More than 8 million Algerians voted, Saturday, November 27, to choose their municipal and departmental elected officials, or about 35% of the voters, a higher turnout than in previous polls, for elections that should allow, in the eyes of the government, to turn the page on the era of ex-president Bouteflika.
After having voted, President Abdelmadjid Tebboune described the polls as "the last step in building a modern state", promising to build "an economically strong state" within a framework of "democracy and citizen freedom".
The counting of the ballots began in the country, just after the closing of the polling stations at 8 p.m.
It will nevertheless be necessary to wait several days before knowing the results of the polls, according to the National Independent Election Authority (ANIE).
"The participation rate was 35.97% for the municipal elections, so 8,517,919 voters voted", announced the president of ANIE, Mohamed Charfi, adding that for the departmental, there was "8 145,226 voters, which makes a rate of 34.39% ".
With more than 8 million voters out of 23 million registered, attendance reached on average 35%, or 12 points more than the last ballot, the legislative elections in June, where abstention was record.
The three weeks of campaigning had been lackluster, with candidates not very active in convincing voters, apart from posters and a few rallies.
A total of 115,230 candidates were in the running in the 1,541 municipalities, and they were 18,910 applicants to compete for the departmental seats in 58 prefectures.
Women represented only 15% of all applications.
"Impose his will"
"Do you want change?", "Institutional building", "Sign and put your mark": that was the official slogan of the double ballot.
A slogan criticized by political scientist Mohamed Hennad, who would have preferred a debate "on the values of citizenship".
For this former professor of political science, the government insists on "imposing its will despite the dishonorable results recorded in previous polls".
This was the third election of the presidency of Abdelmadjid Tebboune, who pledged to reform all the institutions inherited from the 20-year reign of Abdelaziz Bouteflika (1999-2019).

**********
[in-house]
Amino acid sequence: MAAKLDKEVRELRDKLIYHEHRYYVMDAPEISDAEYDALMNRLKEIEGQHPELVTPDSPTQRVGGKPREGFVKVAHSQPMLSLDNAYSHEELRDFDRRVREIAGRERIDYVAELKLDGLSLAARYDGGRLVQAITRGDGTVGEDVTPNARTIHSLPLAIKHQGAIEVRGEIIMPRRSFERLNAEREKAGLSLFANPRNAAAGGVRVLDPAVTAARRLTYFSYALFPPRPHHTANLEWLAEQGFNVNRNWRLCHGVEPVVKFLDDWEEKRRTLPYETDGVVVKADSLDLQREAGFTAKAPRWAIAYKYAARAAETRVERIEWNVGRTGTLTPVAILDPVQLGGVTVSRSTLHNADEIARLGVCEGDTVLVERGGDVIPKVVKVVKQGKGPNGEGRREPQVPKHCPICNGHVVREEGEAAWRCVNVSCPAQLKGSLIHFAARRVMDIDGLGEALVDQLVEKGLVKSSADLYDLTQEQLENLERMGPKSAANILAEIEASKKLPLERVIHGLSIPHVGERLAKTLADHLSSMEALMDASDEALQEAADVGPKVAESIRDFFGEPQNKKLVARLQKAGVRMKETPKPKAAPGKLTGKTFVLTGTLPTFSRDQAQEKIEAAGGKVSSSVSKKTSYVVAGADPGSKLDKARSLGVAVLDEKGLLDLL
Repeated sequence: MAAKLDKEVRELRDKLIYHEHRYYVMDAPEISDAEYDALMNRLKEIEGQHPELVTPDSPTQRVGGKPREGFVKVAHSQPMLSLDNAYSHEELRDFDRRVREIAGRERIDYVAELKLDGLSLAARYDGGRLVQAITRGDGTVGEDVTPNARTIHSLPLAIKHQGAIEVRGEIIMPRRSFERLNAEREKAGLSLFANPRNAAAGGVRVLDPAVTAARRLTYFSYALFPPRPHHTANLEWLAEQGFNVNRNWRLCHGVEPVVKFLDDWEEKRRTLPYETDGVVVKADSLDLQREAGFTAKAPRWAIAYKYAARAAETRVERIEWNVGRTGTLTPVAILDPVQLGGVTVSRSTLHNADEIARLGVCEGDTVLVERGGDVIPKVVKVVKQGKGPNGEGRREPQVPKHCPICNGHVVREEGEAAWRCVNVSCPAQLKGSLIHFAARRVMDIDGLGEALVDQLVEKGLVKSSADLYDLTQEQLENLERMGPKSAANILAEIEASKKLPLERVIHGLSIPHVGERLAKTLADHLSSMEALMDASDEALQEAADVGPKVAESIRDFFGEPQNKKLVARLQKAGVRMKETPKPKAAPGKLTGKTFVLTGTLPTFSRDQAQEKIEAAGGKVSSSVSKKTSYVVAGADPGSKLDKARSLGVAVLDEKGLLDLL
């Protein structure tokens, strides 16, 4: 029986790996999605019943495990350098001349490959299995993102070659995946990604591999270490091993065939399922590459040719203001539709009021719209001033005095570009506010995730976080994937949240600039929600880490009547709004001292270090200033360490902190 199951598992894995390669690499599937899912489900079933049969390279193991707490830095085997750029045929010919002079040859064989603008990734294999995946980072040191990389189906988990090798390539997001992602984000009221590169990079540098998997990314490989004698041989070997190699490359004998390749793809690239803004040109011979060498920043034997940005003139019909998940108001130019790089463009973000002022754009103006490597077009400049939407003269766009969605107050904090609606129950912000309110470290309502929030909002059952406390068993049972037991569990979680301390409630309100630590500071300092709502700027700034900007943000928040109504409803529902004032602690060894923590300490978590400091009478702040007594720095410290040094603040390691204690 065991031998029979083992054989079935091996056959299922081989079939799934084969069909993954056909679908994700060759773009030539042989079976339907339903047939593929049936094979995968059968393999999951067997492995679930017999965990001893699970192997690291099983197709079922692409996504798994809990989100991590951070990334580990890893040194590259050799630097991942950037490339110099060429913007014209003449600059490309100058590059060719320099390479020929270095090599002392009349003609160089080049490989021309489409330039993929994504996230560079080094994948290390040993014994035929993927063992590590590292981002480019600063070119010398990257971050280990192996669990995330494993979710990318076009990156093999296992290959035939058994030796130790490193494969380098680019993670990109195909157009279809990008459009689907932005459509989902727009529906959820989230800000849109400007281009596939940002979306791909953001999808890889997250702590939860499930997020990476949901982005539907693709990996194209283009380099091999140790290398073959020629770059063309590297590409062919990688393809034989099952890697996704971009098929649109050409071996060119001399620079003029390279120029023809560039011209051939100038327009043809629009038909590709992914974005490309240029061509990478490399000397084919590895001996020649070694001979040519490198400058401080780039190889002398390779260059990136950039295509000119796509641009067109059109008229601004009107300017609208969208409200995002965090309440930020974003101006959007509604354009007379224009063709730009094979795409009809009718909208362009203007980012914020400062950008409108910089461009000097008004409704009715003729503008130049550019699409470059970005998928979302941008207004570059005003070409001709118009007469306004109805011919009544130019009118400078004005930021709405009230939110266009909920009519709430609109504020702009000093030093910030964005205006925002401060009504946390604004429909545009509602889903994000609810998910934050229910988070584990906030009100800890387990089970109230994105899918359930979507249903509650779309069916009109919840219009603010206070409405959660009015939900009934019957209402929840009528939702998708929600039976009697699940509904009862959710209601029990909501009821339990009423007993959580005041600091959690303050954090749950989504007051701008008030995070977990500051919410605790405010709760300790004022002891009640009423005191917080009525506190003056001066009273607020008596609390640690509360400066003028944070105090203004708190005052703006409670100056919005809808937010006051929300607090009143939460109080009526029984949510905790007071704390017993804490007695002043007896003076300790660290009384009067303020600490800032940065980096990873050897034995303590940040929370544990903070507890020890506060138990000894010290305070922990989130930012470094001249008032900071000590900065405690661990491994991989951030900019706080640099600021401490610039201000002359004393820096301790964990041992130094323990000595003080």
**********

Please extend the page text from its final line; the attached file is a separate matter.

Very weakened by a stroke from 2013, Abdelaziz Bouteflika had nevertheless run for a 4th term in 2014, and tried to obtain a fifth in 2019. He was forced to resign in April 2019 under pressure from the demonstrations of the movement Hirak pro-democracy and the army.
He died on September 17, 2021.
On July 5, Independence Day, Abdelmadjid Tebboune, elected in December 2019 with 58% of the vote and a participation rate of 40%, ensured that his action was in the wake of a "genuine blessed Hirak".
In a first ballot, he had constitutional amendments adopted in a referendum on November 1, 2020, approved by only 23.7% of voters.
Second step: the early legislative elections of June 12, also marked by a historic abstention with 23% participation rate.
"The most important"
On the eve of Saturday's vote, Abdelmadjid Tebboune called on citizens to "participate with force".
"If the people want change, it is high time that they operate it themselves," he said.
Among the voters interviewed by AFP in Algiers, Yacine, a 55-year-old teacher, criticized the outgoing team for having "done nothing" for his commune.
"I vote against the list of the current mayor even if I have no illusions about the other candidates."
Young executive in a multinational, Sofiane intended to bring him his "contribution to the affairs of the city", considering the local elections as "the most important".
Omar, a 33-year-old engineer, did not come to vote because "it will not change anything. Whoever the mayor is, it will be the same."
In Kabylia, participation was expected to increase, after the boycott of previous polls by this region.
The Front des forces socialistes (FFS, the oldest opposition party) presented candidates there, as well as in Algiers and other prefectures.
Its rival, the RCD (Rassemblement pour la culture et la democratie), of which Kabylia is also the stronghold, boycotted the ballot but former party leaders presented themselves as independents.
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